Fossil fungi from over 400m years ago have altered our understanding of early life on land and climate change over deep time
Much of the weirdness depicted in the TV show Stranger Things is distinctly fungal. The massive organic underground network, the floating spores, and even the rotting pumpkin fields all capture the “otherness” of fungi: neither plants nor animals, often bizarre-looking, and associated with decay. As weird as they may seem to us, fungi are integral to the story of the evolution of our landscapes and climate.
Molecular studies show us that animals and fungi share a more recent common ancestor than either group does with plants, and that these groups had all diverged over a billion years ago. A sparse fossil record for fungi is not entirely surprising, given the low preservation potential of soft, microscopic threads, but we still have tantalising glimpses of their history.
Recent work on the Rhynie Chert, a deposit formed in hydrothermal wetlands 407m years ago, preserving an early land ecosystem in exquisite detail, has helped to reveal the hidden history of fungi. All modern groups of fungi are abundant in Rhynie chert samples apart from the basidiomycota, the group which includes those most familiar of fungi: mushrooms. New findings have been published in a special volume of the Philosophical Transactions of the Royal Society B.
Prototaxites is an organism as odd as anything in Stranger Things. Bearing a superficial similarity to a fossil conifer trunk (and initially described and named as such in the 19th century), some specimens are up to a metre in diameter and more than eight metres long. It has long been debated, but most researchers have settled on a fungal affinity for Prototaxites. Until the appearance of the first forestsaround 375 Ma, the largest organism on land, towering over the landscape, was an enormous fungus.
Rosmarie Honegger and colleagues studied permineralised fragments of Prototaxites from the Rhynie Chert, together with material preserved as fossilised charcoal from the Welsh Borderlands. The remarkable preservation of the outermost layer of these specimens allowed them to describe the reproductive structures of Prototaxites, enabling them to positively identify Prototaxites taiti as a basal member of the ascomycete group of fungi, which today includes brewer’s and baker’s yeasts, Penicillium, and thrush.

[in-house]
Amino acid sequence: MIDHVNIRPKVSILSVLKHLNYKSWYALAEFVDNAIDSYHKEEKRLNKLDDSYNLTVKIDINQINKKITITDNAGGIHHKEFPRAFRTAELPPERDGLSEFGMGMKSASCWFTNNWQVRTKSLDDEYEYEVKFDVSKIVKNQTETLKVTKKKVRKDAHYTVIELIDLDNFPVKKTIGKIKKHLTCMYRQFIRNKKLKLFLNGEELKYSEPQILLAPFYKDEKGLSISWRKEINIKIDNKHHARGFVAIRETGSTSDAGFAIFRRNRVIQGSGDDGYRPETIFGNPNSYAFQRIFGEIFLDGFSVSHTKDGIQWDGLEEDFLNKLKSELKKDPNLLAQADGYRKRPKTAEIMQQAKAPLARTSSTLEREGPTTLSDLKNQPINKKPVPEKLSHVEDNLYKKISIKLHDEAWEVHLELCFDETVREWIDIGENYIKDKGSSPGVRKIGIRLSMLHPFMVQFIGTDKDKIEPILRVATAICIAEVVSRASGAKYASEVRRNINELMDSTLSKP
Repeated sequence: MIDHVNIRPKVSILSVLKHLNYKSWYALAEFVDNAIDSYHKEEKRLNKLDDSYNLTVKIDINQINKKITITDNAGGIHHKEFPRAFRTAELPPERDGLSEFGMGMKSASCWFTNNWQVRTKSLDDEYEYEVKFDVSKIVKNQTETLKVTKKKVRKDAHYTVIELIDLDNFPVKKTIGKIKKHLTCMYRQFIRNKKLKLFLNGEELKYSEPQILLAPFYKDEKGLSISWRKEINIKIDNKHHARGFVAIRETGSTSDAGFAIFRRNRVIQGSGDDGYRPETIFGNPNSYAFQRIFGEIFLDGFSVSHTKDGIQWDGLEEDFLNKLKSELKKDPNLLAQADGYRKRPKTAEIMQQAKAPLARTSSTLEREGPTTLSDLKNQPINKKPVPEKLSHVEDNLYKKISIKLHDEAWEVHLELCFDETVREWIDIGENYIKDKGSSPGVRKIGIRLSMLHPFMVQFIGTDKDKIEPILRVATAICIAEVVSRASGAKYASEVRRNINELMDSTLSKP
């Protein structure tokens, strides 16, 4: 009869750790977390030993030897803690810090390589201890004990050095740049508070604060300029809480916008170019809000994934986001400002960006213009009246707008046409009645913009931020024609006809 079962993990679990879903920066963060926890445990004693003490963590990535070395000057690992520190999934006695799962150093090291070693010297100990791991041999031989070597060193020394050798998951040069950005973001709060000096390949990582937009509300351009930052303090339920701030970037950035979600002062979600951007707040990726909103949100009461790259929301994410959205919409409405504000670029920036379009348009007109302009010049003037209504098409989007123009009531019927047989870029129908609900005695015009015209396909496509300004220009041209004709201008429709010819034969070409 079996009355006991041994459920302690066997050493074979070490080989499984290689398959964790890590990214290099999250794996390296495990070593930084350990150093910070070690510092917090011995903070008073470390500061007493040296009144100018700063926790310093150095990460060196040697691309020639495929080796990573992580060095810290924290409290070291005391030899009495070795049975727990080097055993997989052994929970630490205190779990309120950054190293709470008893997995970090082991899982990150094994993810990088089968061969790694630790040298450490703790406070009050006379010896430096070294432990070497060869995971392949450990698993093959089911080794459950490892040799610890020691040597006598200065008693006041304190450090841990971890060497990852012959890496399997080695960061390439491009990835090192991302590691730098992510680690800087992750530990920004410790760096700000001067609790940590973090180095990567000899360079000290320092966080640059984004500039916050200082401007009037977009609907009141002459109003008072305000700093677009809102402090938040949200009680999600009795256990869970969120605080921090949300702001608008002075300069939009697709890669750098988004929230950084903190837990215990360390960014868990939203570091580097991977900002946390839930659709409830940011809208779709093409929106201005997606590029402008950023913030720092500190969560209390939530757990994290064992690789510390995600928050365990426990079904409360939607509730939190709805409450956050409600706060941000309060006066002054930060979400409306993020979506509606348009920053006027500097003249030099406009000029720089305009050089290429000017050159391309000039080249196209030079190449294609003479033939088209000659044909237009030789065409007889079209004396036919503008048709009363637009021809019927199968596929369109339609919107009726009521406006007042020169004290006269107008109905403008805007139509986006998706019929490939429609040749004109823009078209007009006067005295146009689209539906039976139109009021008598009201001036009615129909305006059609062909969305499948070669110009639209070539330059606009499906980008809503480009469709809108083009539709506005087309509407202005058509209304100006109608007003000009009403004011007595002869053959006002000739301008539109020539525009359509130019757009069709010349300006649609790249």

Fungi are experts in symbiosis, and arguably the most important fungi for humans are those living within the roots of the plants we eat. Mycorrhizal fungi are found in around 80% of modern plant species, and provide improved uptake of minerals from the soil in return for a steady supply of carbohydrates. Mycorrhizal relationships can be recognised in the exceptionally preserved early land plant remains in the Rhynie Chert, and seem to have been established as soon as plants moved onto land (fungi had probably been exploiting this new environment in another of their symbiotic relationships, as lichens, for much longer). Benjamin Mills, Sarah Batterman and Katie Field have taken the evidence of these symbiotic relationships, and combined it with experimental data, to model how they may have influenced climate change over deep time.
Carbon dioxide levels 400m years ago were much higher than today. For modern plants, high carbon dioxide levels can mean greater productivity, but for rootless early plants, growing on poor rocky soils, the acquisition of minerals, particularly phosphorus, would have limited their productivity. Mycorrhizal symbiosis would have helped plants to obtain phosphorus, enabling them to use more carbon dioxide to build more plant material, which would eventually be buried, leading to a drawdown of global carbon dioxide levels. Mycorrhizae would have also increased the weathering of silicate minerals in rocks, which increases the cycling of carbon from the atmosphere to ocean sediments. Over deep time, early plants and their fungal partners changed our atmosphere into a lower carbon dioxide, higher oxygen regime
In their paper, Benjamin Mills and colleagues show that modern liverworts, the nearest living equivalents of the Rhynie Chert plants, behave differently in response to heightened carbon dioxide, depending on which particular mycorrhizal partnerships that they employ. By building this information on carbon and phosphorus cycling into existing climate models, they show that the efficiency of mycorrhizal uptake of phosphorus in the earliest ecosystems on land would have profound effects on global climate. More accurate climate modelling needs to take into account the nuances of our weird fungal neighbours, and more great work incorporating experimental and palaeontological approaches will help to bridge this gap.